How 'there are no technical solutions to social problems' is wrong

April 26, 2016

One of the things that you will hear echoing around the Internet is the saying that there are no technical solutions to social problems. This is sometimes called 'Ranum's Law', where it's generally phrased as 'you can't fix people problems with software' (cf). Years ago you probably could have found me nodding along sagely to this and full-heartedly agreeing with it. However, I've changed; these days, I disagree with the spirit of the saying.

It is certainly true you cannot outright solve social problems with technology (well, almost all of the time). Technology is not that magical, and the social is more powerful than the technical barring very unusual situations. And in general social problems are wicked problems, and those are extremely difficult to tackle in general. This is an important thing to realize, because social problems matter and computing has a great tendency to either ignore them outright or assume that our technology will magically solve them for us.

However, the way that this saying is often used is for technologists to wash their hands of the social problems entirely, and this is a complete and utter mistake. It is not true that technical measures are either useless or socially neutral, because the technical is part of the world and so it basically always affects the social. In practice, in reality, technical features often strongly influence social outcomes, and it follows that they can make social problems more or less likely. That social problems matter means that we need to explicitly consider them when building technical things.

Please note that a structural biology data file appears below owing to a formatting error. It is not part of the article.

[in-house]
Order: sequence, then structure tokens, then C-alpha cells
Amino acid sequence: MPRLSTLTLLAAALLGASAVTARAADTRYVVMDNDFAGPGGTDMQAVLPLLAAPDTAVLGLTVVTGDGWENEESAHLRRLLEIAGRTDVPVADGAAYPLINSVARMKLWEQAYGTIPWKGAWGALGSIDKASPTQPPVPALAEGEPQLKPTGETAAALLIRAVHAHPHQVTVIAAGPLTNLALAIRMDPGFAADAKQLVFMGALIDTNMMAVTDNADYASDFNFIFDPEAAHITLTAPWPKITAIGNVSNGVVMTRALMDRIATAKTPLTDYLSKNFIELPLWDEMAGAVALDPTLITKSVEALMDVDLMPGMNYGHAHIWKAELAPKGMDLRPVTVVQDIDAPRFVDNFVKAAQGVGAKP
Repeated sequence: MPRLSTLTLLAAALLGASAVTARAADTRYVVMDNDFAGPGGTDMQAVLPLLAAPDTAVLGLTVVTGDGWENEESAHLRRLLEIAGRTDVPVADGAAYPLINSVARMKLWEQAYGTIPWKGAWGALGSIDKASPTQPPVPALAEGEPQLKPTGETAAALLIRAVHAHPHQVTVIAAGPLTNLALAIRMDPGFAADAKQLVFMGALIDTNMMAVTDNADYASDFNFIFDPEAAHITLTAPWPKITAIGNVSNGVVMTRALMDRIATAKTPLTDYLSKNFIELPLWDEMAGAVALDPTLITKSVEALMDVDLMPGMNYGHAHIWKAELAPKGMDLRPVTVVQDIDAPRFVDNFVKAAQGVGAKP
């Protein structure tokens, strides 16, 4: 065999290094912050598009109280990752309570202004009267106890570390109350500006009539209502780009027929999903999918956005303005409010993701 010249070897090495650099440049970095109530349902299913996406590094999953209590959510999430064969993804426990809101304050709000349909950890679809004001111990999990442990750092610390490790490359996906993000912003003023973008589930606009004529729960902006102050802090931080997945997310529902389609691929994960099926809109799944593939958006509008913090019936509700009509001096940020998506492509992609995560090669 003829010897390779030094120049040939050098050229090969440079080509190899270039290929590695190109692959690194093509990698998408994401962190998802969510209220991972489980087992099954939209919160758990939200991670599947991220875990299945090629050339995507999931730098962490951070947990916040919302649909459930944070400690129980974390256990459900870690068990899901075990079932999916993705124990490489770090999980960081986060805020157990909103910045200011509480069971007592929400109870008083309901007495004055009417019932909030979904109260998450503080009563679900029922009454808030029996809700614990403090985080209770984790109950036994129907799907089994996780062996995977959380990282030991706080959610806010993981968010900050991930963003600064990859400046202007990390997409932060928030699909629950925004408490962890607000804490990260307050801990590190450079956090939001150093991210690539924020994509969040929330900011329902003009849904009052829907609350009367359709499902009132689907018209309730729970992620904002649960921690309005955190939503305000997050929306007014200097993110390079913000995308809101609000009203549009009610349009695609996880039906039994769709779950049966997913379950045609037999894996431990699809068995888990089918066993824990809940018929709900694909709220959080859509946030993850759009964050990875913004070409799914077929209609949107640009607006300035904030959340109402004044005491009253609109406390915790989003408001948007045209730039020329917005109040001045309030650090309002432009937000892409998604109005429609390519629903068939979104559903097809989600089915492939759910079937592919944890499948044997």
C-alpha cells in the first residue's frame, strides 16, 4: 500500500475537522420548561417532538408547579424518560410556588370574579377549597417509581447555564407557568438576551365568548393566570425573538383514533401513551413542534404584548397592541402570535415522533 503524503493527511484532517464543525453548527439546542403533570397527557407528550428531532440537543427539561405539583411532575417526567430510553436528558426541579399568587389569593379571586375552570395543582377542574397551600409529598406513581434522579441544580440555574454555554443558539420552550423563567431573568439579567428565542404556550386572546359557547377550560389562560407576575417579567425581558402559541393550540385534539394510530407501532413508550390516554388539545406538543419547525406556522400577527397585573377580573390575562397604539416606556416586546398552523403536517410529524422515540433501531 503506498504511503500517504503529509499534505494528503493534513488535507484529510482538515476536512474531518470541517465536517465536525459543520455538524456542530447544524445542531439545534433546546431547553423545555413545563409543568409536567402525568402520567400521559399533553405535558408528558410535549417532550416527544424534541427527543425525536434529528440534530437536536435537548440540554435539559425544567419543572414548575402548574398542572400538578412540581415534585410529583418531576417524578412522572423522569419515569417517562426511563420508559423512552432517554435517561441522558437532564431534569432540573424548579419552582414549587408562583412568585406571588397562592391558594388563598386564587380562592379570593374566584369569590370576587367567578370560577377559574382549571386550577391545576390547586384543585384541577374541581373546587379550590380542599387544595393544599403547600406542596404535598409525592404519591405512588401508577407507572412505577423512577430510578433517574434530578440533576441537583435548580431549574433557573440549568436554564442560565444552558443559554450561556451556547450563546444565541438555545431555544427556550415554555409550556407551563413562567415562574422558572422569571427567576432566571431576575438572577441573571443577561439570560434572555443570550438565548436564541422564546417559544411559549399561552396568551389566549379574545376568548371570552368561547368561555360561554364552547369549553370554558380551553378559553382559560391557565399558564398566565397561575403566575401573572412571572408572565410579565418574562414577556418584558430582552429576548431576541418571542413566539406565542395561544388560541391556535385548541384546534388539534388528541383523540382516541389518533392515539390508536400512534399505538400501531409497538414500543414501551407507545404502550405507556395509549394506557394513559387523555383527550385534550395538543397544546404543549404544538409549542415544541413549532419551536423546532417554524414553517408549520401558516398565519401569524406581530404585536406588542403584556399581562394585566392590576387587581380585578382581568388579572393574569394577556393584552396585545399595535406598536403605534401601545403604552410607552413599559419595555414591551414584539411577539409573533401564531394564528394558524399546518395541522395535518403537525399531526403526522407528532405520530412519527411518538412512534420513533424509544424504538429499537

(The glaring example of this is all the various forms of spam. Spam is a social problem, but it can be drastically enabled or drastically hindered by all sorts of technical measures and so sensible modern designers aggressively try to design spam out of their technical systems.)

If we ignore the social effects of our technical decisions, we are doing it wrong (and bad things usually ensue). If we try to pretend that our technical decisions do not have social ramifications, we are either in denial or fools. It doesn't matter whether we intended the social ramifications or didn't think about them; in either case, we may rightfully be at least partially blamed for the consequences of our decisions. The world does not care why we did something, all it cares about is what consequences our decisions have. And our decisions very definitely have (social) consequences, even for small and simple decisions like refusing to let people change their login names.

Ranum's Law is not an excuse to live in a rarefied world where all is technical and only technical, because such a rarefied world does not exist. To the extent that we pretend it exists, it is a carefully cultivated illusion. We are certainly not fooling other people with the illusion; we may or may not be fooling ourselves.

(I feel I have some claim to know what the original spirit of the saying was because I happened to be around in the right places at the right time to hear early versions of it. At the time it was fairly strongly a 'there is no point in even trying' remark.)

Written on 26 April 2016.
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Last modified: Tue Apr 26 23:50:13 2016
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